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Bicentennial Conference  on 
        Bibliographic Control for the New Millenium: Confronting the Challenges of Networked 
        Resources and the Web
sponsored by the Library of Congress Cataloging Directorate
Topical Discussion Group 9:
How Can Catalogers and Metadata Providers Ensure That Resource Descriptions Meet Reference Needs?
Discussion Facilitator:
Amy Wells
Digital Projects Coordinator
Michigan State University Libraries
East Lansing, MI 48824


The Conference topical discussion groups are for the purpose of identifying recommendations made by the speakers and commentators in their presentations and for developing recommended actions and an overall action plan for discussion and approval by the Conference in its concluding plenary session. Each topical discussion group consists of a facilitator who, with a designated number of participants, is assigned a specific topic related to the presentations that will serve as the focal point for identifying recommendations and deriving recommended actions and an overall action plan. Each group will also have an LC staff member to take notes and capture highlights throughout the discussion.


In a conference on bibliographic control you may have been surprised to find a session on the reference perspective included among the presentations. However, we on the Conference Organizing Team felt that this perspective was important, and asked Linda Arret and Carolyn Larson at the Library of Congress to address the descriptive resource needs of reference providers from the viewpoint of how catalogers and metadata providers could assist in providing descriptions that will facilitate strong reference service to users and searchers of Web-based resources. Arret and Larson formulated an online survey, which they distributed in August to approximately 450 heads of reference or library directors in the U.S. Respondents were given until mid-September to submit their replies. Prior to its appearance online, the survey was announced on a number of reference listservs, and was discussed in an open meeting held at last summer's conference of the American Library Association. The following key issues were addressed in the survey: optimum "levels" of library and metadata descriptions; descriptive elements felt to be essential in the cataloging record; additional descriptive elements felt to facilitate content retrieval, and problems that might be addressed through improved interaction between metadata and present-day technologies, including the incorporation of such traditional concepts as authority files and thesauri. Results of the survey are presently being tabulated and will be presented in Arret and Larson's paper, which will be posted to the Conference Web page in the very near future.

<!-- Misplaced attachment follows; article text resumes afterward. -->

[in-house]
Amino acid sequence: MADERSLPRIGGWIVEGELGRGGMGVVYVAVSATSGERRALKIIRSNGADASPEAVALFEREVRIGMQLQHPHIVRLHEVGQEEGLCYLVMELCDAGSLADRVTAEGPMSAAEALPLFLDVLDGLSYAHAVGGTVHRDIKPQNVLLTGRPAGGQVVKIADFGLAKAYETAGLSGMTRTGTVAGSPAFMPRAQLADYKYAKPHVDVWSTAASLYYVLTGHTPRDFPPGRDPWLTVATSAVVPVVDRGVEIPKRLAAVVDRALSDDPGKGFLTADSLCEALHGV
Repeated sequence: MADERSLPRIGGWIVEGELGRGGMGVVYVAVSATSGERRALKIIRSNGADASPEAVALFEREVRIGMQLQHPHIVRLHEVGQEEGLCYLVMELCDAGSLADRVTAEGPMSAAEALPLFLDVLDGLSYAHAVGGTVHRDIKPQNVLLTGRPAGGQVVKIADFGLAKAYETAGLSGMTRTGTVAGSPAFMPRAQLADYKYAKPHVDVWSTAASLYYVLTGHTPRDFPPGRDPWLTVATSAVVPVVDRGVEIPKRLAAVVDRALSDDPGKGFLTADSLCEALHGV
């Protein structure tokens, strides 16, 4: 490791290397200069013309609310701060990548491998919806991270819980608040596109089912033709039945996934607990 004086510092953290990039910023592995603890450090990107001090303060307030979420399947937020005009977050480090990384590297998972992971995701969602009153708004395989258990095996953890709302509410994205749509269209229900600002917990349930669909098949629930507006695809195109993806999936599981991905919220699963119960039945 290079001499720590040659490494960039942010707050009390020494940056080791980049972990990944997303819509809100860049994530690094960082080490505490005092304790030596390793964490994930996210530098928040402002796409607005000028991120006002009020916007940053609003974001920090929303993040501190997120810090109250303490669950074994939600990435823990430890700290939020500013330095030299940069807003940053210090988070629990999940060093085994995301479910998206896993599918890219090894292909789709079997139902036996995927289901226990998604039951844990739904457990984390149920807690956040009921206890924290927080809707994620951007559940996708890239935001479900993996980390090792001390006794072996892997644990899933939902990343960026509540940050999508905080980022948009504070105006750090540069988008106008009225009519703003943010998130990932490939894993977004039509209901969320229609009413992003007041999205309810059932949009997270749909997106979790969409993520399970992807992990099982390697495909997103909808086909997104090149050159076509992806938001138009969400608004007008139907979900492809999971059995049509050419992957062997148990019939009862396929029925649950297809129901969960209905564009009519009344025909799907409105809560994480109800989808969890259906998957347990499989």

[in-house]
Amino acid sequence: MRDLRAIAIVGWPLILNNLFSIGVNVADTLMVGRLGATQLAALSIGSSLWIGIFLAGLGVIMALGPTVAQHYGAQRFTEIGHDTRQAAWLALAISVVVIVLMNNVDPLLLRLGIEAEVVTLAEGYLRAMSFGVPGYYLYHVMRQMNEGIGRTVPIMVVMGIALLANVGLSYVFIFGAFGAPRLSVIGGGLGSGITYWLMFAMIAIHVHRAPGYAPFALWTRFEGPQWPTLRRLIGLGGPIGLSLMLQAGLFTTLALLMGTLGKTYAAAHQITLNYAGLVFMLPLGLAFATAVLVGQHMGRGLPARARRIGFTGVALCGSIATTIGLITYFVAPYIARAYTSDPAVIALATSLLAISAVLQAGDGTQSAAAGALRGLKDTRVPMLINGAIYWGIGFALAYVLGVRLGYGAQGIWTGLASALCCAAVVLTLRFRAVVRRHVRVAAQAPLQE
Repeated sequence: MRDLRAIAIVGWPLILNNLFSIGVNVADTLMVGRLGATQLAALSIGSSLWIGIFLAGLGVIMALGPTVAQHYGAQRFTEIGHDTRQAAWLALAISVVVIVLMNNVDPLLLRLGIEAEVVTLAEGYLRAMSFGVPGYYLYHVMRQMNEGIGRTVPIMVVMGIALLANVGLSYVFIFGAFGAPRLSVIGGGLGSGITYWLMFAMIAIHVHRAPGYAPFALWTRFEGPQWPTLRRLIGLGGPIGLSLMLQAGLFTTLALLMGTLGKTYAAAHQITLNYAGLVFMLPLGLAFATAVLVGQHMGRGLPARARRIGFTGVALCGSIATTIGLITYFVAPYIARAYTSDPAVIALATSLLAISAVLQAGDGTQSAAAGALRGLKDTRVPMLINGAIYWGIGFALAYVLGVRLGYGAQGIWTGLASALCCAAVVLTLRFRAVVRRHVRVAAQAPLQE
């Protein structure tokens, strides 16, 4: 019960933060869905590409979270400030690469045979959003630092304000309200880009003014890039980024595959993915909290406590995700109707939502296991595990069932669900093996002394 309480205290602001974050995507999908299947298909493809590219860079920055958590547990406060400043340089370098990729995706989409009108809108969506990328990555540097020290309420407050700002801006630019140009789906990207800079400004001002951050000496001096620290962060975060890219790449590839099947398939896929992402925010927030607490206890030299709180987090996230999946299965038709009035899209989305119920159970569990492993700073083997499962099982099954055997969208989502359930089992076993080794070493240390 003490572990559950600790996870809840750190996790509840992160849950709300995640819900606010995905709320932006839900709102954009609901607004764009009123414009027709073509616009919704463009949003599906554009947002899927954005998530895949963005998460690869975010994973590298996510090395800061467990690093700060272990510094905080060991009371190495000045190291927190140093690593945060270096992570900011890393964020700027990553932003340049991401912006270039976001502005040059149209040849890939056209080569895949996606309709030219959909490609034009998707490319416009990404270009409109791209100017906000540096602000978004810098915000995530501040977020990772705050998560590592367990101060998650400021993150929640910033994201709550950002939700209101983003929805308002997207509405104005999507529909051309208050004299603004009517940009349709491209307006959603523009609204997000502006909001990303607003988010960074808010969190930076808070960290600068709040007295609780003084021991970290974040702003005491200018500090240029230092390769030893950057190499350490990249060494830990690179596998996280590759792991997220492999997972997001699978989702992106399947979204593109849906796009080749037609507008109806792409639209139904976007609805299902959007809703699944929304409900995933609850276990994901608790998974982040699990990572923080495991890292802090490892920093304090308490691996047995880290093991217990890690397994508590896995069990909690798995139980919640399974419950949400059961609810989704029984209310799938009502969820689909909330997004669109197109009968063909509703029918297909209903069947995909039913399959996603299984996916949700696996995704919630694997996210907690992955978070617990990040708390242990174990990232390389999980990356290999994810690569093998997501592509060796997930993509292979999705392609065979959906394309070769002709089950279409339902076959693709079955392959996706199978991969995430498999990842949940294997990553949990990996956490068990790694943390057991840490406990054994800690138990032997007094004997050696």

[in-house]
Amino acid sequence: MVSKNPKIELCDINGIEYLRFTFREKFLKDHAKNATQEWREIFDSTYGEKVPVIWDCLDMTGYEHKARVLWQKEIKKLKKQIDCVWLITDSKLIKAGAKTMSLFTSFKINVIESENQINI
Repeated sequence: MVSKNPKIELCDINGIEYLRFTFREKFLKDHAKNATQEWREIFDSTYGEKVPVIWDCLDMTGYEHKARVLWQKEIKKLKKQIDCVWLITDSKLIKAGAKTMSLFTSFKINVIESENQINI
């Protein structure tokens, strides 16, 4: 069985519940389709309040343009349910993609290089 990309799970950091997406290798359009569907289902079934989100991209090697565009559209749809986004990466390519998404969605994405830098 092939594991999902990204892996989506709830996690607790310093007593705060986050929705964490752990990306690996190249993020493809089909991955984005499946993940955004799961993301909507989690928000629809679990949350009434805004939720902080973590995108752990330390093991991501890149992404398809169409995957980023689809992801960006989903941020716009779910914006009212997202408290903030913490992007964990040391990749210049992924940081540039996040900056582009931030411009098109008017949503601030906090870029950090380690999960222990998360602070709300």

In this assignment, we are asking you to draw on the results of the survey, and develop a prioritized list of 4-6 recommended descriptive needs for catalogers and metadata providers to use in creating resource descriptions that would help meet the reference needs identified in the survey. We consider these needs to cover in the broad sense elements of description as well as access, including keywords, controlled vocabulary, and classification codes. Your list may reflect particular results and/or the general or overall comments of survey respondents. We think this list would be especially useful to academic, research, and national libraries, who are seeking ways to offer improved resource discovery through their catalogs and resource descriptions. It would also be useful to these libraries as they plan their own or collaborative efforts to extend and deliver reference service to their users in the Web environment.


Your topical discussion group is organized into two parts to cover the two Conference days in which you meet.

  1. The first meeting is in the afternoon of Day 2 of the Conference. The objective of this meeting is to have you brainstorm your topic by sharing your thoughts and ideas in an informal discussion. Your facilitator will serve to direct the discussion and to keep it focused and moving. An LC staff member will be present to record major points of discussion.

    Follow the lead of your facilitator in determining the format of the discussion. Then start by identifying any suggestions or recommendations offered by the speakers, commentators, listserv commenters, and participants on your topic. Next, move on to review the results of the survey and to discuss your reactions to the questions and findings. Then draw on this discussion to formulate a list of potential descriptive resource needs that catalogers/metadata providers could use in creating their resource descriptions. By close of the meeting, you should have an extended list of recommendations for review on the following Day 3 of the Conference.

  2. The second meeting begins in the morning of Day 3 with the facilitator and LC recorder present. Time spent at this meeting is focused on reviewing the list that was drafted in the first meeting and extracting from it a list of 4-6 recommendations arranged in priority order.

Once you have finalized the prioritized list of criteria, the LC recorder will input it to a computer and a Powerpoint presentation will be created for your facilitator to present to conferees.

Presentation and Action Plan:

Your facilitator will present the prioritized list for discussion and approval in the closing session of the conference. Conferees will use this list along with the prioritized recommendations presented by the facilitators of the other topical discussion groups to develop an overall action plan that the Library of Congress can carry forward from the Conference.

Library of Congress
October 22, 2000
Library of Congress Help Desk